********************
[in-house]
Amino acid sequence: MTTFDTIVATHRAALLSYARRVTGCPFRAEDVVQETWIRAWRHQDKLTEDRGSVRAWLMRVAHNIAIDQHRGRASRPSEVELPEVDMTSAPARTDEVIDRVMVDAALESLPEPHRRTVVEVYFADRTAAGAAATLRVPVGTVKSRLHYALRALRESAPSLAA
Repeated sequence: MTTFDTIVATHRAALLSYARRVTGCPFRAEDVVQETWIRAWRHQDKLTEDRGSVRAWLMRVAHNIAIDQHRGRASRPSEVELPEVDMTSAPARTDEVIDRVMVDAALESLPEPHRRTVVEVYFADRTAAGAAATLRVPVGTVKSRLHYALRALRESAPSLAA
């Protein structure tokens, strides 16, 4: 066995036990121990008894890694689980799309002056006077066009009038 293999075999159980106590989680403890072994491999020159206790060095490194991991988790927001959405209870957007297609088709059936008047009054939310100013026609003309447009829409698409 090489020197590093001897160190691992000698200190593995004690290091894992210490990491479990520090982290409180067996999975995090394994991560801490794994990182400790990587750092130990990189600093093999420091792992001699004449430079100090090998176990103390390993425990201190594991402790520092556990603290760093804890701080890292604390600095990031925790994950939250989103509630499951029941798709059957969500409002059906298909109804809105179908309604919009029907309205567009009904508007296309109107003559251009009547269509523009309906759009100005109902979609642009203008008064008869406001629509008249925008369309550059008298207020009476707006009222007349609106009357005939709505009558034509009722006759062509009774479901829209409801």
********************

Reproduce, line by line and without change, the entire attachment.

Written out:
[in-house]
Amino acid sequence: MTTFDTIVATHRAALLSYARRVTGCPFRAEDVVQETWIRAWRHQDKLTEDRGSVRAWLMRVAHNIAIDQHRGRASRPSEVELPEVDMTSAPARTDEVIDRVMVDAALESLPEPHRRTVVEVYFADRTAAGAAATLRVPVGTVKSRLHYALRALRESAPSLAA
Repeated sequence: MTTFDTIVATHRAALLSYARRVTGCPFRAEDVVQETWIRAWRHQDKLTEDRGSVRAWLMRVAHNIAIDQHRGRASRPSEVELPEVDMTSAPARTDEVIDRVMVDAALESLPEPHRRTVVEVYFADRTAAGAAATLRVPVGTVKSRLHYALRALRESAPSLAA
């Protein structure tokens, strides 16, 4: 066995036990121990008894890694689980799309002056006077066009009038 293999075999159980106590989680403890072994491999020159206790060095490194991991988790927001959405209870957007297609088709059936008047009054939310100013026609003309447009829409698409 090489020197590093001897160190691992000698200190593995004690290091894992210490990491479990520090982290409180067996999975995090394994991560801490794994990182400790990587750092130990990189600093093999420091792992001699004449430079100090090998176990103390390993425990201190594991402790520092556990603290760093804890701080890292604390600095990031925790994950939250989103509630499951029941798709059957969500409002059906298909109804809105179908309604919009029907309205567009009904508007296309109107003559251009009547269509523009309906759009100005109902979609642009203008008064008869406001629509008249925008369309550059008298207020009476707006009222007349609106009357005939709505009558034509009722006759062509009774479901829209409801």